"I was a professional bouncer, night club security and armed personal guard. I've worked Sturgis, an annual motorcycle rally held in Sturgis, S.D.," he said. "I literally did everything necessary to get you out of my environment. That's how I go the nickname 'Evil'."
"The most interesting thing about me, I would say, is that I lived completely off the grid for 10 years. No credit card, no phone, no home of record. Some people would say I was a homeless person, but I had a job all the time. I always had the ability to do what I wanted; I've traveled across the U.S., Europe and Canada," Blackthorn said.
"I was just never tied to anything, so it gave me the opportunity to see society and life in a different light," he said. "It was great because I could literally jump on a bike or car that I owned at the time and just leave. I wasn't stuck anywhere. If I wanted to leave Dallas and go to New Orleans, I'd just pack up and go."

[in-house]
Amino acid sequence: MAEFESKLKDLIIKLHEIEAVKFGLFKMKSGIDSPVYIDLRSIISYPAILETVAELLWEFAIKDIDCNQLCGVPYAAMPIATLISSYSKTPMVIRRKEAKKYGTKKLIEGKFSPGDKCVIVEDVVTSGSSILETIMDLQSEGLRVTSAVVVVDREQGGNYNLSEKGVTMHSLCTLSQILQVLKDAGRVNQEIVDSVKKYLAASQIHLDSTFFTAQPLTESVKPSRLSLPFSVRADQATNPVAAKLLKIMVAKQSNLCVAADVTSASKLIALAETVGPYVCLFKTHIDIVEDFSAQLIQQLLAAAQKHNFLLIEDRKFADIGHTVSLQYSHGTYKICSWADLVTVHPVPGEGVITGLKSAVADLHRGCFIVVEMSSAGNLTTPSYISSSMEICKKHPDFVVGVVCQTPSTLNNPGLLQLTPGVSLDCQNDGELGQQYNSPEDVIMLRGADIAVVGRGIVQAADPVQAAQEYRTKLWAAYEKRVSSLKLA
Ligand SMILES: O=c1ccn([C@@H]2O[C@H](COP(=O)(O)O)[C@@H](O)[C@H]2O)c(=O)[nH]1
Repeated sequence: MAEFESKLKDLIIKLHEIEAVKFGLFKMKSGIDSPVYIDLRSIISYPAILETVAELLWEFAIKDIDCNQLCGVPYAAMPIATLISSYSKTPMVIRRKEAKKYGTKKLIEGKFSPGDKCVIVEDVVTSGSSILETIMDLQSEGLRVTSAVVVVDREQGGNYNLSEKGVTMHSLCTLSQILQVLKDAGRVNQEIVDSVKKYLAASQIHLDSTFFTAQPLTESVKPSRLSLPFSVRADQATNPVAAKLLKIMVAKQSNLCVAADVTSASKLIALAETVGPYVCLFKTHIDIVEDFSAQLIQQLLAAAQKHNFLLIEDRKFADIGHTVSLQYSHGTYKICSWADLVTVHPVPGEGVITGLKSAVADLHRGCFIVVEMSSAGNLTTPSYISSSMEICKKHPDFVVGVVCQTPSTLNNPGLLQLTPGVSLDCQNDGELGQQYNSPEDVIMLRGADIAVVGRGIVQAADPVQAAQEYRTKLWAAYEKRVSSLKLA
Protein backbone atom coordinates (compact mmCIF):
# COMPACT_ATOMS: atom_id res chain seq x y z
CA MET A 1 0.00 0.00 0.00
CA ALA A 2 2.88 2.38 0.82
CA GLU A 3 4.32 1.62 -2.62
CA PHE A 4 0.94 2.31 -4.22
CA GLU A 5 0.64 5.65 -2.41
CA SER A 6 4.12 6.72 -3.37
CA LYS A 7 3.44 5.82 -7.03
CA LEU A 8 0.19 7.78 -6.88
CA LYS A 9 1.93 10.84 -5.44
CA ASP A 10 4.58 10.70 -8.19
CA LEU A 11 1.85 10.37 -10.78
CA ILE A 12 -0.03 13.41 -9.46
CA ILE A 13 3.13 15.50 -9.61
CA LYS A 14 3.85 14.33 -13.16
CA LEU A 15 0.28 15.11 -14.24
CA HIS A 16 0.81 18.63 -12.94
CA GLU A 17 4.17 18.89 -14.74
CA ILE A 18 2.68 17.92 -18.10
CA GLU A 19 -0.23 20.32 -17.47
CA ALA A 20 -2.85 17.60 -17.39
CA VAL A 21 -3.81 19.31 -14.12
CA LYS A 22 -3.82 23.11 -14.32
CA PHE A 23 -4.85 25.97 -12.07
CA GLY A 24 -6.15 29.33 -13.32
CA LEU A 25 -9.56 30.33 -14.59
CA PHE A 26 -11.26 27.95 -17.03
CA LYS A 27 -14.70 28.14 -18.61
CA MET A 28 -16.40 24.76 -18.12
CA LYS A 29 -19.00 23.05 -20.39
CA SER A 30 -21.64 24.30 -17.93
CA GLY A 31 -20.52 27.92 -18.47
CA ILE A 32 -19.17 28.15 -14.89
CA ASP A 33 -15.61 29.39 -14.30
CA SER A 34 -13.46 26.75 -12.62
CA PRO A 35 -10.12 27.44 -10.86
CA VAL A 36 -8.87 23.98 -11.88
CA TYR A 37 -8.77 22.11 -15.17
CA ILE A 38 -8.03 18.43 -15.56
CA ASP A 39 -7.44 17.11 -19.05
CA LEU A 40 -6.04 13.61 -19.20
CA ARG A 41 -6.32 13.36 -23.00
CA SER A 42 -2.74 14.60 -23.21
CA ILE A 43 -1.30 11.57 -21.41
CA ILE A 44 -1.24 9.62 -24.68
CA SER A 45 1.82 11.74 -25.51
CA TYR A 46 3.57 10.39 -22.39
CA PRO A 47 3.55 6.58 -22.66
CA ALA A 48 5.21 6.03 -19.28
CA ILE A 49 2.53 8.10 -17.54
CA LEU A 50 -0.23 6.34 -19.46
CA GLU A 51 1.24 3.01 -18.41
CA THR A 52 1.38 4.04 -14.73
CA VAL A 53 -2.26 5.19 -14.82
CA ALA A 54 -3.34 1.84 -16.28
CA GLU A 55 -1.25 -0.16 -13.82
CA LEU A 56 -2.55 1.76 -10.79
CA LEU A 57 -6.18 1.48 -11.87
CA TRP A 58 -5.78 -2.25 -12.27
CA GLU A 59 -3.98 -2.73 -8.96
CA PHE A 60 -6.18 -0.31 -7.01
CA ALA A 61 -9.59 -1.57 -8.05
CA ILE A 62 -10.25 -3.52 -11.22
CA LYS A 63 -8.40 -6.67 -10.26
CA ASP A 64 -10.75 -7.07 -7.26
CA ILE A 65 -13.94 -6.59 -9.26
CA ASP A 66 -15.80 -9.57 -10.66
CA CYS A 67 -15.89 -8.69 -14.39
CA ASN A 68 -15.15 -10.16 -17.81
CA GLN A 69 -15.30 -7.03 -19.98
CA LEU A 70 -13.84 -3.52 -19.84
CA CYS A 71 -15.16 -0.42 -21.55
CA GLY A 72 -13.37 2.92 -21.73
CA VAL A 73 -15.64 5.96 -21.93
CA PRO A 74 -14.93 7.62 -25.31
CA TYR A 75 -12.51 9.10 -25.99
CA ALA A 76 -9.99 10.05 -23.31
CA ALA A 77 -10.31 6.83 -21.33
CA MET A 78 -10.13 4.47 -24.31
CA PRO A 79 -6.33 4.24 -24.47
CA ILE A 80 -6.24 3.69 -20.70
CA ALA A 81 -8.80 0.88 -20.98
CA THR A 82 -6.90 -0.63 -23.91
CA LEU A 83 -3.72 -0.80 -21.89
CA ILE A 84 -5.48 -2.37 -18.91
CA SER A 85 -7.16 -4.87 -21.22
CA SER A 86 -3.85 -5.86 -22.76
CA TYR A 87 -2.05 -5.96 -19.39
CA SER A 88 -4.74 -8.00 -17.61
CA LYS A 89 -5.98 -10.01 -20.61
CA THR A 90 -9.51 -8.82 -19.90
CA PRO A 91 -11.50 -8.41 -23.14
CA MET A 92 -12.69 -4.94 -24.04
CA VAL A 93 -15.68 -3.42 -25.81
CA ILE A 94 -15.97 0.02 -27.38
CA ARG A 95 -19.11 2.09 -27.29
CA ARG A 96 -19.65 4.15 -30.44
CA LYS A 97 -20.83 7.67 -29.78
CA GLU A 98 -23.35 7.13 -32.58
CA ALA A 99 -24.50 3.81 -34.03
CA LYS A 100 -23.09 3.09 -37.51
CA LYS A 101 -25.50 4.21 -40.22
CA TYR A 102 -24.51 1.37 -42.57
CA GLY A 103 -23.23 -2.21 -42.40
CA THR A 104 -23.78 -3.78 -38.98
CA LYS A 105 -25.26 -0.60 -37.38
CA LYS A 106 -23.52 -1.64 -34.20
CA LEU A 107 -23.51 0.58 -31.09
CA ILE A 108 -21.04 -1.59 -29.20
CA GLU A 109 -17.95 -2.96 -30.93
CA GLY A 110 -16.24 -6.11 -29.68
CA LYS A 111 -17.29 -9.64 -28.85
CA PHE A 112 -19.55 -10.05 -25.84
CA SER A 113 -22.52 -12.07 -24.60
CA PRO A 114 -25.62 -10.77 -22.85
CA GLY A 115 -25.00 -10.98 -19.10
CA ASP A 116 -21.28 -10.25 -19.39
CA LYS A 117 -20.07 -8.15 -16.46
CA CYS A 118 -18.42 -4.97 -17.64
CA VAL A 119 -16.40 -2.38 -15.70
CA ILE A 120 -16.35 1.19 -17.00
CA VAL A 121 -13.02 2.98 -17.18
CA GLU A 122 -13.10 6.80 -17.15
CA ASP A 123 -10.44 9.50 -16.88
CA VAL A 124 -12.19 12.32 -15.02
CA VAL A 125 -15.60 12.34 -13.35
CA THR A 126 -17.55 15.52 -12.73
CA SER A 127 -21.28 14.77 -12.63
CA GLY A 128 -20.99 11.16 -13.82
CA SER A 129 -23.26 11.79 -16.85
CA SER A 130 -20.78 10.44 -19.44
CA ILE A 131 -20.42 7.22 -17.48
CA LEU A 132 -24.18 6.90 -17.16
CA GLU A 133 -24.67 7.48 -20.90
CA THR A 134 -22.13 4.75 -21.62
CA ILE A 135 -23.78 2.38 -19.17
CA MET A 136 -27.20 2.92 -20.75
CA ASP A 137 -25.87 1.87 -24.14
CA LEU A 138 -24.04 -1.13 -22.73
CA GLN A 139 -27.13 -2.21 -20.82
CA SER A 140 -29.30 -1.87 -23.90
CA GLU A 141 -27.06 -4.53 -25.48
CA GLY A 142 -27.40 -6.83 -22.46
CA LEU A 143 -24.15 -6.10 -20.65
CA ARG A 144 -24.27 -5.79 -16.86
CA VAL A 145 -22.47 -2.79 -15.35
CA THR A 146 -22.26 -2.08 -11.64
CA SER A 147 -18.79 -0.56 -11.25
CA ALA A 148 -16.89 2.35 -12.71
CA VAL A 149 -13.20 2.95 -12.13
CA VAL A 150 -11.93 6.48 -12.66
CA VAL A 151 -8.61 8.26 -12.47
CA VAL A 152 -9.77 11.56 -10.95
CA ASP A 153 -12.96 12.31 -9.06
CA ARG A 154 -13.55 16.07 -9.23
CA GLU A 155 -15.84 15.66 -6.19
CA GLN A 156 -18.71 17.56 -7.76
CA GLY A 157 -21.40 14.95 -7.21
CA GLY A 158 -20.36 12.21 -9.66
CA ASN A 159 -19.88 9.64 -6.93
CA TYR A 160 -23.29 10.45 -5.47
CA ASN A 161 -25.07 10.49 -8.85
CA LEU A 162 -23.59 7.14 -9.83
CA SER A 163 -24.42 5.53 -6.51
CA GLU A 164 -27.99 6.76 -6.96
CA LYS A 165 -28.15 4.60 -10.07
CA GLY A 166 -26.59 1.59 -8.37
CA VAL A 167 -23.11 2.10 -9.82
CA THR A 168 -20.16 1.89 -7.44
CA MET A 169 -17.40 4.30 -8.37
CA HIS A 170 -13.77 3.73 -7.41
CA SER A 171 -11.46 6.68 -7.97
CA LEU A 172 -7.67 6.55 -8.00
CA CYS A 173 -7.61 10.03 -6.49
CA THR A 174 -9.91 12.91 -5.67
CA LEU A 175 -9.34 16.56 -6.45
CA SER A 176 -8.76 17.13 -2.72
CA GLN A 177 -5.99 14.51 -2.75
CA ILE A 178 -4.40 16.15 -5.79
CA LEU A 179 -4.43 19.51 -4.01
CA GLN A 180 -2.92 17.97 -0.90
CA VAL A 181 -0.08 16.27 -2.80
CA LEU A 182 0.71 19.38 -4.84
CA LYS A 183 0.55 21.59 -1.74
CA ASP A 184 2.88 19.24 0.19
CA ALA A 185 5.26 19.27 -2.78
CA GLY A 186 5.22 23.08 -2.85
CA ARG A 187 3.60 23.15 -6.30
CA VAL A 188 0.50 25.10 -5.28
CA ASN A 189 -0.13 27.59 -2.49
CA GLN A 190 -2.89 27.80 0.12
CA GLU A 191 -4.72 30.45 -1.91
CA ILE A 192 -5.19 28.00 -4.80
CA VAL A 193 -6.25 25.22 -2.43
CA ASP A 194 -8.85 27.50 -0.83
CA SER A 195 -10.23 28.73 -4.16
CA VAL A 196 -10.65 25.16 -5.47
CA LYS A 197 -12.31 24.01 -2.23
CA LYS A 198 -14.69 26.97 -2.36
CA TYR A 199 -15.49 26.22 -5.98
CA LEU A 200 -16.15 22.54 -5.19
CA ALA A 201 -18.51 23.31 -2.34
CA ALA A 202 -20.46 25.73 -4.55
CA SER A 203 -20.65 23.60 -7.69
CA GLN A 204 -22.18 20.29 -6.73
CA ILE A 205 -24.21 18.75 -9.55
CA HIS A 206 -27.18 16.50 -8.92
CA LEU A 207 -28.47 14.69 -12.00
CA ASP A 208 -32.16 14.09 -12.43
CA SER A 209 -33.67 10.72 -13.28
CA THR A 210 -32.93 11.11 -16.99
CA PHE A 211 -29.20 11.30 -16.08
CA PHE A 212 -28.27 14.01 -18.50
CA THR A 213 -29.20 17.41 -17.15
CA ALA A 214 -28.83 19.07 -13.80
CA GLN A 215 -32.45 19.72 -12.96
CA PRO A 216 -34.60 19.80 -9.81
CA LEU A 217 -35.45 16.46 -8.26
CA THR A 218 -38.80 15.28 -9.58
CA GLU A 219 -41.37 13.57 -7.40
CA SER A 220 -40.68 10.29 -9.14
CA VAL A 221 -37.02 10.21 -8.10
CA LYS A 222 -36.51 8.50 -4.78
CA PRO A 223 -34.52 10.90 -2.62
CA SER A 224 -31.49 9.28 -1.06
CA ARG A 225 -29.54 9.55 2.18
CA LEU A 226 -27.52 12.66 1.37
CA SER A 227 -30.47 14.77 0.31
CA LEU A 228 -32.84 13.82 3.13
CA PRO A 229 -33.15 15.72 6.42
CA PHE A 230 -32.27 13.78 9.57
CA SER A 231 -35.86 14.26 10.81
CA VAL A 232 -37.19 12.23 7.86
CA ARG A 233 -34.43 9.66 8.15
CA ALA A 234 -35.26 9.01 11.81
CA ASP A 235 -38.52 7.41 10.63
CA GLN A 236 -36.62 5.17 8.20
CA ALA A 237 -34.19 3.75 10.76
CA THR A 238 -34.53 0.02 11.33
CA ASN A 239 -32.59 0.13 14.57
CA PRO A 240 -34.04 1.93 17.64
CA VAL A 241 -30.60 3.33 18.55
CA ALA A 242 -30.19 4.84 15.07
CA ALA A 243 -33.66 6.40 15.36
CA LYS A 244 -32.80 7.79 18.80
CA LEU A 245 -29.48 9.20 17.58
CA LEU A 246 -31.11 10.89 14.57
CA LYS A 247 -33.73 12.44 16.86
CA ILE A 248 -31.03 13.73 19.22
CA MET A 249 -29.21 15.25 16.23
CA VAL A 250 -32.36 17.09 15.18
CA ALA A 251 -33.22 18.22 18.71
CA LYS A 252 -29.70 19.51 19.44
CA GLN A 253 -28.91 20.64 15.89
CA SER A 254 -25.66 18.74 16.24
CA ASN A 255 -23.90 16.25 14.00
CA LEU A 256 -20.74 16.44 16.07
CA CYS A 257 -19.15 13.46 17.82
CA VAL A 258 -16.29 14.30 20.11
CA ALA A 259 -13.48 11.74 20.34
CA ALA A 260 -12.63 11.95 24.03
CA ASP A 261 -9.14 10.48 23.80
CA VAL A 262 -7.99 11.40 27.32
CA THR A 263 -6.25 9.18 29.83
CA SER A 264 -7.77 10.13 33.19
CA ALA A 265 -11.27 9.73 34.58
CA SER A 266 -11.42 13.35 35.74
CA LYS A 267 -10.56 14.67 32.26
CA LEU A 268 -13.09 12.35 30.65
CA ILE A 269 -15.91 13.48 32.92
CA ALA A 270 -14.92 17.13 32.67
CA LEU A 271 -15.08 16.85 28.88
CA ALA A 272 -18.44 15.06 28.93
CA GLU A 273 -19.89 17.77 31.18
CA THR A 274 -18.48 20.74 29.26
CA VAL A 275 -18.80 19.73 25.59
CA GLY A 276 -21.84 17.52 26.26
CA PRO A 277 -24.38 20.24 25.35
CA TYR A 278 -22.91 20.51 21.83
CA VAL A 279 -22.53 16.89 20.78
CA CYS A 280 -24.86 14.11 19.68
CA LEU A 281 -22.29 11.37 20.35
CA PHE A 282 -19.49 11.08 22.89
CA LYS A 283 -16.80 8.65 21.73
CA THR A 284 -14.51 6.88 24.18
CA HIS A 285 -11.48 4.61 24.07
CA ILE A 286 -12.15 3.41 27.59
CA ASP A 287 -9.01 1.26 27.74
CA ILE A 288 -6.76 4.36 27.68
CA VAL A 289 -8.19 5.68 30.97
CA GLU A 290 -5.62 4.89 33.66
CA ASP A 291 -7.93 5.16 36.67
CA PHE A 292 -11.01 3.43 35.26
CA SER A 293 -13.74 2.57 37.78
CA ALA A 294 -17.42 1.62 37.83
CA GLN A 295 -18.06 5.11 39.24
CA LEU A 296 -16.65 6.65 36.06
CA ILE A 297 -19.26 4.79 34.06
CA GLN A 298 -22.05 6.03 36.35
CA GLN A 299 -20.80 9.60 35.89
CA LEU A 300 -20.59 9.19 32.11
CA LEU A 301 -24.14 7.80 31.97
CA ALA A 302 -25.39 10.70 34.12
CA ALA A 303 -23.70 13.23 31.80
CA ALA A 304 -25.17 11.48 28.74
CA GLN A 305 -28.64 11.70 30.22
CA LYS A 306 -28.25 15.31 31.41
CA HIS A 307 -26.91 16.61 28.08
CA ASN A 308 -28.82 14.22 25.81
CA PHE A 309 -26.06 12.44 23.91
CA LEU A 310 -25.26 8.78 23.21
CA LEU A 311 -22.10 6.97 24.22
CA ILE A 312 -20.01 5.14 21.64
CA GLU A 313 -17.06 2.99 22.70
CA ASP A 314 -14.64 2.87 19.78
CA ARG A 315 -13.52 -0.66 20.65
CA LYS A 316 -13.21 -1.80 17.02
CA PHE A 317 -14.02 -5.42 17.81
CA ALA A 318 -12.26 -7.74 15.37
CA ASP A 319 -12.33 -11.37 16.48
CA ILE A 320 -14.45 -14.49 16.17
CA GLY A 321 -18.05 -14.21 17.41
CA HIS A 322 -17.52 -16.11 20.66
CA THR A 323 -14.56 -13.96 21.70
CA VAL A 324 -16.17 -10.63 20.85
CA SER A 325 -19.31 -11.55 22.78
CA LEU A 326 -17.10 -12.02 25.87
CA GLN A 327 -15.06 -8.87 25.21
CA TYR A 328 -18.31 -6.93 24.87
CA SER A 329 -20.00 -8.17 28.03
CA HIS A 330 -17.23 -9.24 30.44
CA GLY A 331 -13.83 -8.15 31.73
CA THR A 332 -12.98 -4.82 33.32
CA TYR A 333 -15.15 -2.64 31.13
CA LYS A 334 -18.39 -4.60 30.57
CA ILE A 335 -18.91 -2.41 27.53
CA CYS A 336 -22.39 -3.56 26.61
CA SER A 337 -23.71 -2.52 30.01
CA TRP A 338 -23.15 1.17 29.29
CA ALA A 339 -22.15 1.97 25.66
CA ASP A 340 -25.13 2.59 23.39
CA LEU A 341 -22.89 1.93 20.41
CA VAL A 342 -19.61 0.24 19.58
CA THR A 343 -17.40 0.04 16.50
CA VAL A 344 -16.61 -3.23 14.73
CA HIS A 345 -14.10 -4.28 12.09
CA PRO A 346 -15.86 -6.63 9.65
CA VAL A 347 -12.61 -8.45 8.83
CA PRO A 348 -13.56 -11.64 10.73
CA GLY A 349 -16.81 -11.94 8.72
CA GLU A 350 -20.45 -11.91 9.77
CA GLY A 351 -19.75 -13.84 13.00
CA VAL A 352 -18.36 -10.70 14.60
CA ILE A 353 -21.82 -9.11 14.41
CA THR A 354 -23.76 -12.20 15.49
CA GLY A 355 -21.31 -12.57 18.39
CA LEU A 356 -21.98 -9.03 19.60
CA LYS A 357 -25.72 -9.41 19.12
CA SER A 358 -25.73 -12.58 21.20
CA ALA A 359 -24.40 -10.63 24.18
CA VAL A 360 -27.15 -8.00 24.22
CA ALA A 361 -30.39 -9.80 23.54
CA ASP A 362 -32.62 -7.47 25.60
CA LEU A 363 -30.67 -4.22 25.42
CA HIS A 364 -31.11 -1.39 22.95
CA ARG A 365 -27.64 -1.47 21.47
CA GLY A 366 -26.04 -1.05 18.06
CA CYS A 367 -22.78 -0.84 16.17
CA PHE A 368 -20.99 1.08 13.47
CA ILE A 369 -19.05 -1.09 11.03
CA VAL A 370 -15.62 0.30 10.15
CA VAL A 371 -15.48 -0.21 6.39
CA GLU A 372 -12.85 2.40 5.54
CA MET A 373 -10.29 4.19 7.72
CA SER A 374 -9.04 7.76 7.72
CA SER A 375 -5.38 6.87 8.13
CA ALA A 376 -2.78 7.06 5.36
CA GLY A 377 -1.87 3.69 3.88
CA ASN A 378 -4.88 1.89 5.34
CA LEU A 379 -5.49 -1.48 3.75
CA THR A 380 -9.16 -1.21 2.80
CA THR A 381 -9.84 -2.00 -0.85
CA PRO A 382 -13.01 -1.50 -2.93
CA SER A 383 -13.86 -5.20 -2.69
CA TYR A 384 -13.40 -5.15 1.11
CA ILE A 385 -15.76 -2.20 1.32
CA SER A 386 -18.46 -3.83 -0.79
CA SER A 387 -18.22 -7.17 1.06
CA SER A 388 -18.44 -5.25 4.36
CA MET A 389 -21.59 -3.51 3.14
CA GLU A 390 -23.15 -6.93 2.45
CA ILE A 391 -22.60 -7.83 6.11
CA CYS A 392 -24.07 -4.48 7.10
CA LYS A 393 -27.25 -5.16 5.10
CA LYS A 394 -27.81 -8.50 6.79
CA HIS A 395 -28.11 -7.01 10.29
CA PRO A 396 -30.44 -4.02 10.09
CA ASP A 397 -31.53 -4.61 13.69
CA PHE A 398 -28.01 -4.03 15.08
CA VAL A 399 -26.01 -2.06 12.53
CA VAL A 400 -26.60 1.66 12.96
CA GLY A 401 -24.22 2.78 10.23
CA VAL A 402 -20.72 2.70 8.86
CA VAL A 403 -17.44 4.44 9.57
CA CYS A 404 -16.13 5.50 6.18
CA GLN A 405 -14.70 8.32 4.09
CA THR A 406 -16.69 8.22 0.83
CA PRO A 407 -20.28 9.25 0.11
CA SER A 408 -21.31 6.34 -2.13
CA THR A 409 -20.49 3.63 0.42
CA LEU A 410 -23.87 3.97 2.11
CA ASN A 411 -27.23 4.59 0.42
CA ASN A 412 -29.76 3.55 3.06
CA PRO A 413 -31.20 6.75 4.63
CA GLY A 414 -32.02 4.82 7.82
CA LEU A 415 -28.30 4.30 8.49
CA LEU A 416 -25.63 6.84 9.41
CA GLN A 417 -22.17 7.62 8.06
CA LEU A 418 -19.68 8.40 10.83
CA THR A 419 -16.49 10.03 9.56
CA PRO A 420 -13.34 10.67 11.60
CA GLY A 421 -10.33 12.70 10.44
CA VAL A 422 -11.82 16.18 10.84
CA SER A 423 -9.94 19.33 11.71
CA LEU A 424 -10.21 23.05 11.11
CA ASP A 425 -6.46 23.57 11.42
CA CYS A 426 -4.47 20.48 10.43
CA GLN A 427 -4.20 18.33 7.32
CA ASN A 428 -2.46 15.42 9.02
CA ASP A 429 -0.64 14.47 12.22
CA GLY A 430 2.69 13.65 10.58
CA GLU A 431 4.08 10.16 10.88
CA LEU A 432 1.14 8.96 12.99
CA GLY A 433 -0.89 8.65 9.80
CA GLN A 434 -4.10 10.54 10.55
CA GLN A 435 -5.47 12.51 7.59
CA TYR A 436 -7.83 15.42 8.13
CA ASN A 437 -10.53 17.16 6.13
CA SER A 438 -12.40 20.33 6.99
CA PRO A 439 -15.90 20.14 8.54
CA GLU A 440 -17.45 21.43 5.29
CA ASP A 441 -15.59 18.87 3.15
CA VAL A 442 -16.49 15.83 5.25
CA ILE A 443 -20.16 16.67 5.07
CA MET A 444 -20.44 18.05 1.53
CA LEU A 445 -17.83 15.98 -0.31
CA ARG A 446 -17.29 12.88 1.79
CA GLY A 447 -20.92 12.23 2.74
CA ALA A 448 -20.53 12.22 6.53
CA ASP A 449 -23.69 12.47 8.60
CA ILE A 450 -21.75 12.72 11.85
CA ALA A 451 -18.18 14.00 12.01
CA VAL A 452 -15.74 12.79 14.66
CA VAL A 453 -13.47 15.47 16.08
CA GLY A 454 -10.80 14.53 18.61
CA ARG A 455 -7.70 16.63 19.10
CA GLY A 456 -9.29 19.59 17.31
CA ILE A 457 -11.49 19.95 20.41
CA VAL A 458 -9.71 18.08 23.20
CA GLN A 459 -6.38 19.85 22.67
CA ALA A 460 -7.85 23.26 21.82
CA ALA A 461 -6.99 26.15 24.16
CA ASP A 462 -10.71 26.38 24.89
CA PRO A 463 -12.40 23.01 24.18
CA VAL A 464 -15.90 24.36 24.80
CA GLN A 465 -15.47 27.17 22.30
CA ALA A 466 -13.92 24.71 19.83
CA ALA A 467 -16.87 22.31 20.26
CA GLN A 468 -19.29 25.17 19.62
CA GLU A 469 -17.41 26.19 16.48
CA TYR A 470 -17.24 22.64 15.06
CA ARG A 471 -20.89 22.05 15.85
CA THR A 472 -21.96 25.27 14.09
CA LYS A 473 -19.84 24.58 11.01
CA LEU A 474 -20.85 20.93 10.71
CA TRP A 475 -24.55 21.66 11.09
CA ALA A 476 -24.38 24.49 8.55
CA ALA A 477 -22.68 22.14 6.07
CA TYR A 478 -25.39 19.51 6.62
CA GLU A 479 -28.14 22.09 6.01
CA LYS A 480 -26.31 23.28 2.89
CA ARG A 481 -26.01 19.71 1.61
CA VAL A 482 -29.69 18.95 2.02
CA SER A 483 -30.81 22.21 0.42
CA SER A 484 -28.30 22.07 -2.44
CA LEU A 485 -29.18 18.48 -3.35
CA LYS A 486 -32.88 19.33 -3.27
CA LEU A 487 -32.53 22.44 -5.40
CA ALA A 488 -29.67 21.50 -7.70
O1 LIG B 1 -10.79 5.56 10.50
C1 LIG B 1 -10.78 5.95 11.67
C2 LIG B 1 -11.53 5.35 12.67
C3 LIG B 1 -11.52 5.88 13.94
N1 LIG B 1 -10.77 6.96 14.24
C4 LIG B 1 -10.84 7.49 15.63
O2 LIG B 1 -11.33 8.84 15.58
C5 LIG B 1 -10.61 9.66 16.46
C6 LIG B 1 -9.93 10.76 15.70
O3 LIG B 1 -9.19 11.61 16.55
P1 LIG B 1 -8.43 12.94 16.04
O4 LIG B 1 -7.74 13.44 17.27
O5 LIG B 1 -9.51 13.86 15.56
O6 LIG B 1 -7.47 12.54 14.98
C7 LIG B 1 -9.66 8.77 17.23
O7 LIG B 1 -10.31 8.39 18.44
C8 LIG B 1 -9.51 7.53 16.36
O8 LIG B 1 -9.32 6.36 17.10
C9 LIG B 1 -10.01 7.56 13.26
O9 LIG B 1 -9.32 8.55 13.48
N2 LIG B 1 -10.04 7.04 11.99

"It was amazing because I met so many people from so many walks of life, people who were dirt poor or had more money than they knew what to do with. It was nice. I spoke to those people and learned things," Blackthorn said.
"I literally lived the 'American Dream' without restrictions, which was really cool," he said. "Living in that fashion gave me an appreciation of what I have, what I've acquired, what I do and don't need."